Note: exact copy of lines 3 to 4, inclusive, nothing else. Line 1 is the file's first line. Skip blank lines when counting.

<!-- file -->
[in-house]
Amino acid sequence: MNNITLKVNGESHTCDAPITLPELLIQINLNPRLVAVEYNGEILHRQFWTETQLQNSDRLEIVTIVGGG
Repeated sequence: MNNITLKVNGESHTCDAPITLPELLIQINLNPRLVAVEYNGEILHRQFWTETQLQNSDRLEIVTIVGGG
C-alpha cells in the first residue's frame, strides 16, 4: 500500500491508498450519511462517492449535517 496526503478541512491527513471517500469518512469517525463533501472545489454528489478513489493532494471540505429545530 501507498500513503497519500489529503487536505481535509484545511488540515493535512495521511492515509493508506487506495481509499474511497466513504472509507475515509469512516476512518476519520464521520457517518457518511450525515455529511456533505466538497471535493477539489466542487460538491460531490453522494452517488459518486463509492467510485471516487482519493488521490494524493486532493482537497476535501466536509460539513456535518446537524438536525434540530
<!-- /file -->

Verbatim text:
Repeated sequence: MNNITLKVNGESHTCDAPITLPELLIQINLNPRLVAVEYNGEILHRQFWTETQLQNSDRLEIVTIVGGG
C-alpha cells in the first residue's frame, strides 16, 4: 500500500491508498450519511462517492449535517 496526503478541512491527513471517500469518512469517525463533501472545489454528489478513489493532494471540505429545530 501507498500513503497519500489529503487536505481535509484545511488540515493535512495521511492515509493508506487506495481509499474511497466513504472509507475515509469512516476512518476519520464521520457517518457518511450525515455529511456533505466538497471535493477539489466542487460538491460531490453522494452517488459518486463509492467510485471516487482519493488521490494524493486532493482537497476535501466536509460539513456535518446537524438536525434540530